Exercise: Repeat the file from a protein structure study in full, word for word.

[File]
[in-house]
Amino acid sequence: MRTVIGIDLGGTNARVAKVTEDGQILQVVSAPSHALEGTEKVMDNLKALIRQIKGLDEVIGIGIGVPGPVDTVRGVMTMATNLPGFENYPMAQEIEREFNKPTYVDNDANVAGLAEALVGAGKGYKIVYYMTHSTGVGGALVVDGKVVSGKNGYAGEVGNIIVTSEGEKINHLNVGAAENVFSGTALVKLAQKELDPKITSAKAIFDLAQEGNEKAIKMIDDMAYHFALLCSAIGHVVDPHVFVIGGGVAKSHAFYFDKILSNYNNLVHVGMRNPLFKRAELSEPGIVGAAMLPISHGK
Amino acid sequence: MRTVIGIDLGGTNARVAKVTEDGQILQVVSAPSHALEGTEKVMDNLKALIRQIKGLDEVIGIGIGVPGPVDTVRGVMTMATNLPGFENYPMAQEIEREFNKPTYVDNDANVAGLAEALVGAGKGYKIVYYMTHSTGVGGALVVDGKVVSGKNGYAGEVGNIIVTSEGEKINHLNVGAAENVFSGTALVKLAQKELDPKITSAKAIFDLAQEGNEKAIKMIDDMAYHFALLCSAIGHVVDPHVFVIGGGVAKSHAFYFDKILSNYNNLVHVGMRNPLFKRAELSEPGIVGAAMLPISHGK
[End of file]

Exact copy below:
[in-house]
Amino acid sequence: MRTVIGIDLGGTNARVAKVTEDGQILQVVSAPSHALEGTEKVMDNLKALIRQIKGLDEVIGIGIGVPGPVDTVRGVMTMATNLPGFENYPMAQEIEREFNKPTYVDNDANVAGLAEALVGAGKGYKIVYYMTHSTGVGGALVVDGKVVSGKNGYAGEVGNIIVTSEGEKINHLNVGAAENVFSGTALVKLAQKELDPKITSAKAIFDLAQEGNEKAIKMIDDMAYHFALLCSAIGHVVDPHVFVIGGGVAKSHAFYFDKILSNYNNLVHVGMRNPLFKRAELSEPGIVGAAMLPISHGK
Amino acid sequence: MRTVIGIDLGGTNARVAKVTEDGQILQVVSAPSHALEGTEKVMDNLKALIRQIKGLDEVIGIGIGVPGPVDTVRGVMTMATNLPGFENYPMAQEIEREFNKPTYVDNDANVAGLAEALVGAGKGYKIVYYMTHSTGVGGALVVDGKVVSGKNGYAGEVGNIIVTSEGEKINHLNVGAAENVFSGTALVKLAQKELDPKITSAKAIFDLAQEGNEKAIKMIDDMAYHFALLCSAIGHVVDPHVFVIGGGVAKSHAFYFDKILSNYNNLVHVGMRNPLFKRAELSEPGIVGAAMLPISHGK